Djapa

Djapa is a Brazilian-Japanese ground and first floor bar and restaurant located along Lee Tung Avenue in Wanchai. Both in design as well as the food and beverage service, it is a fusion of the two seemingly disparate cultures. Brazil though, is home to the world’s largest overseas Japanese community with the first settlers arriving in the early 1900s. 

The core design theme, strongly expressed in the interior surfaces and furnishings, borrows from the imagery of Favela: shanty towns that have grown around the major cities of Brazil, where vivid colours and graffiti adorn the raw concrete, steel sheet, timber boarding and block structures from which they are built.

Wall surfaces in Djapa draw from this palette of rough finishes either as the original concrete or applied recycled materials, left either unfinished or with spray and hand brush graffiti. As if layered on top, contemporary Japanese art, principally from the anime genre, hangs on either bare or graffiti daubed walls. Sculptural pieces occupy prominent locations on both floors with other cultural references strewn about: sake barrels as table stools and an impressive array of Yamasaki whisky on the cracked antique mirrored back bar.

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Djapa is a Brazilian-Japanese ground and first floor bar and restaurant located along Lee Tung Avenue in Wanchai. Both in design as well as the food and beverage service, it is a fusion of the two seemingly disparate cultures. Brazil though, is home to the world’s largest overseas Japanese community with the first settlers arriving in the early 1900s.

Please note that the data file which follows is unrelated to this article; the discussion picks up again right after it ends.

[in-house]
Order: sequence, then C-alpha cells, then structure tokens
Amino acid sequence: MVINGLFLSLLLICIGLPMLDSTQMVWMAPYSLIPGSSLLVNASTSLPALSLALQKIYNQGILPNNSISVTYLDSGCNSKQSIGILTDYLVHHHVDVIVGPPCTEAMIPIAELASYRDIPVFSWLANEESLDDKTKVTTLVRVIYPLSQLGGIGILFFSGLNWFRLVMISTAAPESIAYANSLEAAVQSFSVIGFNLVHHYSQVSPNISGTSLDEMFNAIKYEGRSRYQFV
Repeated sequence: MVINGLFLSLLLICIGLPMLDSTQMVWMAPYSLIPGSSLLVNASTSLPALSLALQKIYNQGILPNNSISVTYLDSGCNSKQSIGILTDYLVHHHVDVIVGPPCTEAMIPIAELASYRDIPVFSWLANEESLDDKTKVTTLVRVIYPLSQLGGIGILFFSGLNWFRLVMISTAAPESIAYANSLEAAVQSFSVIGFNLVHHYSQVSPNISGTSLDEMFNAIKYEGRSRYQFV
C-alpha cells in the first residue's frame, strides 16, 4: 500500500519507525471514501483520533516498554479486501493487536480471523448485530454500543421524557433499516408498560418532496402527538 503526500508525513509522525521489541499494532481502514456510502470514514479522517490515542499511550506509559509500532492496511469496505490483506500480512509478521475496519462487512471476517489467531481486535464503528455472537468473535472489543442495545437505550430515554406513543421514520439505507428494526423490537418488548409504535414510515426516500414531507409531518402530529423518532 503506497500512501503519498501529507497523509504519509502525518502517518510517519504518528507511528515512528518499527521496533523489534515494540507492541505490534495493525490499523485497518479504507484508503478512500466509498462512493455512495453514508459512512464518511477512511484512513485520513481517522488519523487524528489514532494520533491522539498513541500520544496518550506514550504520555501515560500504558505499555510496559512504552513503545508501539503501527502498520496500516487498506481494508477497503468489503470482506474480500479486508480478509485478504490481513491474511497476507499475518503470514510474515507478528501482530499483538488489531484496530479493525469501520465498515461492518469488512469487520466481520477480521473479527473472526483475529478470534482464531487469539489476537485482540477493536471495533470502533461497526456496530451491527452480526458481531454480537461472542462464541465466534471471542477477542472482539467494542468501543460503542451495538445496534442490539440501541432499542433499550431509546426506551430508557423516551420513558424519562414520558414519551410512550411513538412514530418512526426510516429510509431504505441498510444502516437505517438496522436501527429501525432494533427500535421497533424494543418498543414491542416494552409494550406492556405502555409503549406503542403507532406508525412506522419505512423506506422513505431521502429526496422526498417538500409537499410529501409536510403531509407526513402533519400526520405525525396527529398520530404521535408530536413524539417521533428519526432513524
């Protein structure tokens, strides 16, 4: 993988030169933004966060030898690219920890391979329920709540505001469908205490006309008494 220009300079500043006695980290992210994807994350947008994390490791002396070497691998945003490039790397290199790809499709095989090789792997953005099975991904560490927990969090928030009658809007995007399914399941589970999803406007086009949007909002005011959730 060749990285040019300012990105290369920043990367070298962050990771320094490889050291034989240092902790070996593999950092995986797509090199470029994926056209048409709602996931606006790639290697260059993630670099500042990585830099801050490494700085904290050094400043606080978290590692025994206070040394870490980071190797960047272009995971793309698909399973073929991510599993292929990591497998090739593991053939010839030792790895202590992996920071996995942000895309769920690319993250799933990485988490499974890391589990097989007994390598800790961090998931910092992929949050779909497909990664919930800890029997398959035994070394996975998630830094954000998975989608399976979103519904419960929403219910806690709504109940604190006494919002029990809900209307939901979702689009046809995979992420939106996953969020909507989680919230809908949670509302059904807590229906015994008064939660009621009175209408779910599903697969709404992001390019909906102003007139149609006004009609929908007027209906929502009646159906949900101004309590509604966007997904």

The core design theme, strongly expressed in the interior surfaces and furnishings, borrows from the imagery of Favela: shanty towns that have grown around the major cities of Brazil, where vivid colours and graffiti adorn the raw concrete, steel sheet, timber boarding and block structures from which they are built.

Wall surfaces in Djapa draw from this palette of rough finishes either as the original concrete or applied recycled materials, left either unfinished or with spray and hand brush graffiti. As if layered on top, contemporary Japanese art, principally from the anime genre, hangs on either bare or graffiti daubed walls. Sculptural pieces occupy prominent locations on both floors with other cultural references strewn about: sake barrels as table stools and an impressive array of Yamasaki whisky on the cracked antique mirrored back bar.